Not just a
huge collection of
Elasmodiver.com contains images of sharks, skates, rays, and a few
chimaera's from around the world. Elasmodiver began as a simple web
to help divers find the best places to encounter the different
species of sharks and rays that live in shallow water but it has
slowly evolved into a much larger project containing information on
all aspects of shark diving and shark photography.
now more than 10,000 shark pictures and sections on shark
evolution, biology, and conservation. There is a large library of
reviewed shark books, a constantly updated shark taxonomy page, a
monster list of shark links, and deeper in the site there are
numerous articles and stories about shark encounters. Elasmodiver is
now so difficult to check for updates, that new information and
pictures are listed on an Elasmodiver Updates Page that can be
disc, sometimes appearing teardrop shaped. Anterior disc margin concave.
Posterior margin and outer margins rounded. Pointed snout on a broad based
triangle. Tubercles on centre line of dorsum and first part of tail. Two short
parallel rows of tubercles behind eyes, roughly half way between eyes and
posterior disc margin. Tail thin, and long. Low dorsal and ventral finfolds
present on tail, especially thin in juveniles. Dorsum Brown or tan paling
towards margins where it may have a pinkish hue.
disc width 49cm.
and mud bottoms from intertidal to 20m. Inhabits coastal areas, estuaries, and
rivers. Capable of existing year round in freshwater environments.
Atlantic stingray is unique in North America in its ability to thrive in a fresh
water environment.In general, elasmobranches are considered to be
stenohaline (salinity restricted) marine species. The bull shark has been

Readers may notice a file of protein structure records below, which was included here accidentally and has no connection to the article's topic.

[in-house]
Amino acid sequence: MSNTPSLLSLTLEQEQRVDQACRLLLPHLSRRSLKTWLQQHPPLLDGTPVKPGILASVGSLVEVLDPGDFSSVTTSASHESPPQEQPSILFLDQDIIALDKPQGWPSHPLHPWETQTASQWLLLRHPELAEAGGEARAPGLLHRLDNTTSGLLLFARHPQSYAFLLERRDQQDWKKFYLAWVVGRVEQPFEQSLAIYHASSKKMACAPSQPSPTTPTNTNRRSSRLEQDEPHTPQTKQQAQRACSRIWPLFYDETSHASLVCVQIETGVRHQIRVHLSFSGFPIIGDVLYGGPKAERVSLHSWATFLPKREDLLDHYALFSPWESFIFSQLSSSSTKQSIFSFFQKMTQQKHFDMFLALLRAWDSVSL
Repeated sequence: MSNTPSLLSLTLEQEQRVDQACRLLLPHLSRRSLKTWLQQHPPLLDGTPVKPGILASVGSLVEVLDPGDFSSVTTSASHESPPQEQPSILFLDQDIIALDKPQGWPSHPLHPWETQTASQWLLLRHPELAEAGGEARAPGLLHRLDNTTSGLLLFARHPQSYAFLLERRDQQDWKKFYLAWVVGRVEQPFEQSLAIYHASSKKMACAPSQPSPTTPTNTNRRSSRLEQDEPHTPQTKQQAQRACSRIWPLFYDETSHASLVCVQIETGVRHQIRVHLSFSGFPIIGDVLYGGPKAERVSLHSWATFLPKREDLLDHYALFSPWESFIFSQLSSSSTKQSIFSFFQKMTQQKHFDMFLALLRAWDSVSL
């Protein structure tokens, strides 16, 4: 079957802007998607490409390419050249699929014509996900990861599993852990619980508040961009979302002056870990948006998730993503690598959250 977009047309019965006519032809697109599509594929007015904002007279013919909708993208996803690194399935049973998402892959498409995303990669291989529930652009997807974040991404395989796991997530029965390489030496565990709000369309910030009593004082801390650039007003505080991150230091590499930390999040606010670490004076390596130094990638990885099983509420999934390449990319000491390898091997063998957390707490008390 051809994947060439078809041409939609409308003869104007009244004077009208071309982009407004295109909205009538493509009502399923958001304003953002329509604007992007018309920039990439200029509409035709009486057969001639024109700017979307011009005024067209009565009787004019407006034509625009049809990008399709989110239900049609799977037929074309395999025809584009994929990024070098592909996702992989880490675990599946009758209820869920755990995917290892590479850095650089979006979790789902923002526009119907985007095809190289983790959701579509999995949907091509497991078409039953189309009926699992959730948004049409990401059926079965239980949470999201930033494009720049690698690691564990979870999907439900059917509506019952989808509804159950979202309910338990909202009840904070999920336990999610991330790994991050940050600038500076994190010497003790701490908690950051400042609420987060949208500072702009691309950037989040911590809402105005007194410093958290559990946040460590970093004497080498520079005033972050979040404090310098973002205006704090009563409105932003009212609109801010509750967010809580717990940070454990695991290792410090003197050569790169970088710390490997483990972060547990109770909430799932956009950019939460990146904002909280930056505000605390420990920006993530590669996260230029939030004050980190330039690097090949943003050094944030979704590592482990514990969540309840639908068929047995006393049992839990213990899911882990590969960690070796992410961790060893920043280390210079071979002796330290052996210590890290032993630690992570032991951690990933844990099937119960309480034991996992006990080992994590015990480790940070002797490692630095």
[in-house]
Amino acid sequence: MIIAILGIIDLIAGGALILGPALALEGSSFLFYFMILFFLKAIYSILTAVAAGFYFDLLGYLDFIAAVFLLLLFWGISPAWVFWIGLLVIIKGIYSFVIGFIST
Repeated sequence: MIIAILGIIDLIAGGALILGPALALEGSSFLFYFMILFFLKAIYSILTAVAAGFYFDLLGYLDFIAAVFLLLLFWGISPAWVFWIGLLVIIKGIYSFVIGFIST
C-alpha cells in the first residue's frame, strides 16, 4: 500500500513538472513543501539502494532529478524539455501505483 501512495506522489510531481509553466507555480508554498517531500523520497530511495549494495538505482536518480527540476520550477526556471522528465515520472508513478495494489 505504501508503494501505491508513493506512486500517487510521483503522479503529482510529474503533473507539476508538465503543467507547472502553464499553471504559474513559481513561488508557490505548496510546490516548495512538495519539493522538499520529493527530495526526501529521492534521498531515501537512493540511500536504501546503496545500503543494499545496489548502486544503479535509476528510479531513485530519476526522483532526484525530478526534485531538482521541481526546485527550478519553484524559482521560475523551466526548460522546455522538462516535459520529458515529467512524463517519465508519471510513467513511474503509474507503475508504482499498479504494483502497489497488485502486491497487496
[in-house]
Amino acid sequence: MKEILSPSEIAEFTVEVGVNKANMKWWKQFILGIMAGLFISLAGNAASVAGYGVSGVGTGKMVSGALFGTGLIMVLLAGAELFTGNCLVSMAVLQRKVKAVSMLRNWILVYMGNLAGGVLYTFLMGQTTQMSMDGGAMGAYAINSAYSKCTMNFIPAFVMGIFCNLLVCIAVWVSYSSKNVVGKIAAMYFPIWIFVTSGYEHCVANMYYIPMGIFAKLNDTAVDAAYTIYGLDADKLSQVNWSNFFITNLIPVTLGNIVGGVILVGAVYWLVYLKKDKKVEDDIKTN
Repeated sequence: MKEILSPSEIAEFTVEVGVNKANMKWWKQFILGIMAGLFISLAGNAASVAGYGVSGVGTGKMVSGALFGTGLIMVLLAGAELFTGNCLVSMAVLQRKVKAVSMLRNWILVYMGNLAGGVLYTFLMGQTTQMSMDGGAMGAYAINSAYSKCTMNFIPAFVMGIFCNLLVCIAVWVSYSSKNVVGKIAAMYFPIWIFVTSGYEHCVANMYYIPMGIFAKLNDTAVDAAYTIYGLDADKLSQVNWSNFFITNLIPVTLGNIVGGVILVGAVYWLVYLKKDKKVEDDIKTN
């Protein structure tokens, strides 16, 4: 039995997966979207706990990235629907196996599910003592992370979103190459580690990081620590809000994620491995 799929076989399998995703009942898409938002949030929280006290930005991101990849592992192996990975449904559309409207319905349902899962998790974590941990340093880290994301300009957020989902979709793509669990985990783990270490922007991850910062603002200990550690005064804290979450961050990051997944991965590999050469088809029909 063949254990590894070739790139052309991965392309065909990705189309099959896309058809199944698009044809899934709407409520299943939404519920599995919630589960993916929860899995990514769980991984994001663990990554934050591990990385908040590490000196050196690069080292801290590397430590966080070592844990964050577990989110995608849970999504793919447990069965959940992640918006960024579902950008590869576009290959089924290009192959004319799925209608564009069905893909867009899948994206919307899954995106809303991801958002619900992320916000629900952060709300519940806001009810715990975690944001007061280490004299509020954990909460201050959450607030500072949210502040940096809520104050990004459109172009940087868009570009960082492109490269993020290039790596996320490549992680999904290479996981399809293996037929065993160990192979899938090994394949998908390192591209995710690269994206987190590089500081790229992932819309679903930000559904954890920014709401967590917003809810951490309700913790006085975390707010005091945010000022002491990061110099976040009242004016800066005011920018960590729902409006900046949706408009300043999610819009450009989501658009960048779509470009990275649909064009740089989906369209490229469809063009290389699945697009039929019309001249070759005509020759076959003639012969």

reported many miles up rivers, but these forays eventually
end with its return to a saline environment. Although some populations of the
Atlantic stingrays are believed to remain year round in freshwater systems, they
have not lost their ability to return to the sea, as have their freshwater
cousins of South America. Rays of the family Potamotrygonidae which inhabit the
Amazon Basin have lost the ability to retain urea in their body fluids. This
minimizes the osmotic gradient related to a freshwater existence. The trade off
for the Atlantic stingray is that even in fresh water their kidneys reabsorb
urea. In fresh water, they still retain about 50% of their urea leading to a
total osmotic pressure that is 15 times greater than their environment. So these
animals face a very large osmotic uptake of water. To compensate for the influx
of water, these stingrays have a considerable urine flow rate which is almost 10
times higher than those found in marine individuals.
Abundance and distribution: From
Chesapeake Bay to the Gulf of Mexico. Most common in coastal habitats. St Johns
River system in Florida and adjacent springs has the only fresh water population
of any elasmobranch in North America. This ray has been found up the Mississippi
River as far as 320km.
holes in sand in search of Tube anemones, polychaete worms, crustaceans, clams,
and serpent stars.Faces into current to feed allowing sediment to be
Male often follows female with his snout close to her cloaca and nibbles and
bites her disc. Breading period from October to March. Gestation period April to
August. Gives birth from mid to late summer in Florida.
Andrews State Recreation Area, Panama City, Florida.
Similar species: Southern
stingray, Bluntnose stingray.
Reaction to divers: Easily
approached with non threatening movements.
The Atlantic Stingray can often be found at the Jetty at St. Andrews State Recreation Area at
Panama City. It is possible to snorkel with them or dive but I found them mainly
in the 8 to 15ft range, so tanks are not really necessary. Air fills can be
obtained from Panama City Dive Centre near the entrance to the park. Two options
are to dive the beach on the right side of the rock jetty or swim through the
sheltered swimming area and drop into the channel. Make sure you have an
incoming tide for clarity and to avoid being swept out into the bay. This is a
great area to find rays. On the same dives and snorkels I found Southern
stingrays and Bluntnose Stingrays. I also saw a school of around 25 Devil rays
but sadly I didnt have my camera when they showed up.
Other diving locations submitted by readers:
Peter Piermarini PhD. University of Florida -
The Atlantic stingray (web page).
Scott W Michael - Reef Sharks and Rays of the
Biglow, H.B. and William C. Schroeder. Fishes of the Western North Atlantic Part
two. (Sears Foundation for Marine Research, Yale University. 1953).